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A Hunting of Raptors

Looking out the kitchen window the first snow of winter on the mountains, black twigged hedges casting frosted white shadows, that stay all day, across the fields;  a hunting Sparrowhawk flips over a nearby hedge disturbing a flock of Fieldfare, their  gun-metal blue heads shining in the afternoon winter sun as they rise as one circling the field before settling back on the hedge. 

It was Nicola Chester who inspired this post by writing on her blog ((Nicola Chester Nature Writing) about her family’s recent encounters with owls. Her nature writing posts are a joy to read and beautifully written. Go take a look.

The hunting skills of Raptors are well known - the deadly stoop of the Peregrine; the hovering kestrel; the lazy circling of Buzzard, and the softly softly stealth hunting of Barn Owl.

Here are some bird cameos of Owls Hawks and Falcons seen around home, during the year ...

The night before last it was pitch black and, as I let the dogs out for the last time a Tawny Owl hooted from close by. To dark to see - he must have been in the Field Maple overhanging the barn. They don’t usually come close to the house, but during November their calls echo one another from the woods around.

Earlier that evening, before it was properly dark, I was driving along the back-lanes to the village when a Barn Owl blew out from the fields and flew ahead of me, a white lantern lighting the tunnel of hazel overhanging the lane, before ghosting off over the fields - a night traveller - away down to the river.

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It was still light as I drove up the lane to collect my son from the college minibus. I nod, in passing, to the Little Owl huddled up close to the trunk of an old weathered Telegraph pole opposite the Churchyard Yews. The Yews some 2000 years old - the Telegraph pole young in comparison at less than 50, already past its lifespan. Yet the Owl seemed somehow older than both.

Driving back down in the evening half light, the familiar white rumps of a pair of Bullfinch flashed as they flew up from the hedgebottom to a favourite Ash tree, jangling heavily with dry rust brown keys. Just on the bend, before the church, ahead of us a Short Eared Owl wheeled and banked over the lane at the end of its flight run over the marsh. We stopped the car in the middle of the lane and, leaning on the old wooden farm gate that had seen better days, watched it quarter the marsh - a pale almost golden brown moth-like bird.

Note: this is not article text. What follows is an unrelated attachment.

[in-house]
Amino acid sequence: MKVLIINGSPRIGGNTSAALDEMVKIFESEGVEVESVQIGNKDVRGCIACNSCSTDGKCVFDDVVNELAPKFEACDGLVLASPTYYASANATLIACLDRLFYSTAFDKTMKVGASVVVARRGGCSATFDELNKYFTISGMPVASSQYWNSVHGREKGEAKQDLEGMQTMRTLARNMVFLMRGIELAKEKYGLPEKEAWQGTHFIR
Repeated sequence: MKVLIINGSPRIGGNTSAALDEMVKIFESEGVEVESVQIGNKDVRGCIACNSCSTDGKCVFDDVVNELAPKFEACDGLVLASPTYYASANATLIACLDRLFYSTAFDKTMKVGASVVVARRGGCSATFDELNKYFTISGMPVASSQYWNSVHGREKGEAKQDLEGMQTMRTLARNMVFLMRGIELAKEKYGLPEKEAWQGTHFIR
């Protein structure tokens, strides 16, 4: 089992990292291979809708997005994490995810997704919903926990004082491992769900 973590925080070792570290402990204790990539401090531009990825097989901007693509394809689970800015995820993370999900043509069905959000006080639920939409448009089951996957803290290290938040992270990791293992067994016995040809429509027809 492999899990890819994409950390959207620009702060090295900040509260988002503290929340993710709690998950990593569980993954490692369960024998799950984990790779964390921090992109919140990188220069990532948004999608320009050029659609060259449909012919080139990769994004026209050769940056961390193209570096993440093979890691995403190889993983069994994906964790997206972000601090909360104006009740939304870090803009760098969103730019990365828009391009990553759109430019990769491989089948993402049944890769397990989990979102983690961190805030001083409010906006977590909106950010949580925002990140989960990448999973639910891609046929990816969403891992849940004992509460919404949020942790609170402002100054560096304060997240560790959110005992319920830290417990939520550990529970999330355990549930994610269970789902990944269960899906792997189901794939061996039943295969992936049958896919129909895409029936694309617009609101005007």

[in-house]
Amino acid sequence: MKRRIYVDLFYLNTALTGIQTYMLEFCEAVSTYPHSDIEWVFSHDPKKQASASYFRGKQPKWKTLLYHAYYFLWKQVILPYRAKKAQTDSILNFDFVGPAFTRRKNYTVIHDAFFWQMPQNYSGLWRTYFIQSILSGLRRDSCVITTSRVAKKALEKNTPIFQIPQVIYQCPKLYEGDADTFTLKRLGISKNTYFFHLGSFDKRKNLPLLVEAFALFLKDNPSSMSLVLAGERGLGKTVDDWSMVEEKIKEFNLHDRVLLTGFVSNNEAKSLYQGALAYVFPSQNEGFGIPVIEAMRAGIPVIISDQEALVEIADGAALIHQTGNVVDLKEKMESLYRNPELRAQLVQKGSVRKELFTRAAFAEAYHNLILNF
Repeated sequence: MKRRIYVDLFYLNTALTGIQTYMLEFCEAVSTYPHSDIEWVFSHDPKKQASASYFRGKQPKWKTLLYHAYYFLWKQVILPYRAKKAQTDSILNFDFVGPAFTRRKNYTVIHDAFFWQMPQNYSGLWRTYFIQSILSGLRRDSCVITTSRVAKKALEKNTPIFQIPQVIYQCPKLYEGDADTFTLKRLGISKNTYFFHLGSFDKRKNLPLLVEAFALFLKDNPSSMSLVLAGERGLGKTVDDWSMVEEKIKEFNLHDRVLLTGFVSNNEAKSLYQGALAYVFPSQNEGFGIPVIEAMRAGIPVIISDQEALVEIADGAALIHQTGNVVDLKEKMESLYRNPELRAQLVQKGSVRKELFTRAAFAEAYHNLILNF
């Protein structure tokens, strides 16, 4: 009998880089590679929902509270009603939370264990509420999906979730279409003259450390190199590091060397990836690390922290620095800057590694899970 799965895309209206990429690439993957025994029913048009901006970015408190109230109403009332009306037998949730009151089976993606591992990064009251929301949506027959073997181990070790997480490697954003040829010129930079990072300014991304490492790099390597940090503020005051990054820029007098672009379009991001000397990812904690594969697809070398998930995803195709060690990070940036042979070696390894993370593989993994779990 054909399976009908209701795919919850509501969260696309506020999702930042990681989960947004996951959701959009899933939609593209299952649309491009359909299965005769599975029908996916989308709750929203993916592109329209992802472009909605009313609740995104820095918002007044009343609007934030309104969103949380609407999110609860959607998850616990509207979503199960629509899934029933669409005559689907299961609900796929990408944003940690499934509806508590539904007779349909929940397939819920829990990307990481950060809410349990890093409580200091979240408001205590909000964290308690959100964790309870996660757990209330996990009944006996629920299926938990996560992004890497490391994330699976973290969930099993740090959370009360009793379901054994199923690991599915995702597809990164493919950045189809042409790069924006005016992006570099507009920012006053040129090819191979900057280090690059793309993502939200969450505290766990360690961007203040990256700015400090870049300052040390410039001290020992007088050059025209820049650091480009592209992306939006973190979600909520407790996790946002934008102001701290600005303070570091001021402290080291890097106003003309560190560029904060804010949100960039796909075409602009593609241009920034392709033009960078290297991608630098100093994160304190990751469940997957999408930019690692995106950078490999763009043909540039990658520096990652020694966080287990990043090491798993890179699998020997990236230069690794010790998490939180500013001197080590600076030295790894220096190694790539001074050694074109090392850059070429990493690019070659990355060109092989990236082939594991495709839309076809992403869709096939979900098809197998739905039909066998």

Looking out the kitchen window the first snow of winter on the mountains, black twigged hedges casting frosted white shadows, that stay all day, across the fields;  a hunting Sparrowhawk flips over a nearby hedge disturbing a flock of Fieldfare, their  gun-metal blue heads shining in the afternoon winter sun as they rise as one circling the field before settling back on the hedge. 

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Still they cannot settle - up they go again - spooked by a male Kestrel on the telephone wires nearby. ‘Kee Kee Kee’ the female skims over the field to land on a fence post bordering the garden . She sees me and is off again flying to join the male on the wires.

It was another long June evening, still light at 10.30, although the sun had set a while ago. The half moon hung in the air above the poplars. The smell of new mown hay wafted over the hedge,  faintly luminescent with yellow honeysuckle. As we walked up the lane there were bats everywhere, flying just above our heads. Our local Brandt’s Bats. A Buzzard atop a telegraph post - carved, motionless, stared down at us but made no effort to fly off. He was still there later as we walked back down the lane. A couple of Little Owl were calling from the Churchyard. 

Hanging out the washing early in the year - a beautiful spring day with not a cloud in the sky - I happened to look up. A speck high up - a dark star in the sky. Another star moved across the sky to join it - a pair of peregrine so high they seemed to  hardly move.  For a moment I was up there with them ...

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A Red Kite got up from a couple of fields away with elegant, ‘elastic’ wing beats  of it’s long angled wings; it’s long forked tail twisting, as it gained height - mobbed by our resident Raven pair. A pale red-brown  marionette in the sky.

A January night - midwinter - the dusky green of field and hedge silver-washed in the pale moonlight; the telegraph poles stark black throwing spooky shadows across the fields. A Barn Owl hunting along the edge of the wood - ghostly white. In the distance a dog fox barked.

Early the following morning a pale moon hangs above the old hill-fort - a Tawny Owl hoots from the woods below; a Mistle Thrush sings lustily from the Churchyard Yews - the piper at the gates of dawn.

Welcome the New Year.

Credits

Featured Image: Peregrine by Keith Shackleton

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Josie Holford
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Another beautiful post. And the Shackleton picture is a great accompaniment. Where I am I often hear the “Who cooks for you? Who cooks?” hooting of barred owls at night. And during the day there is a pair of red-tailed hawks that terrorize the yard with their fearsome screeching.

Martin Smith
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This is great! So evocative. Very well written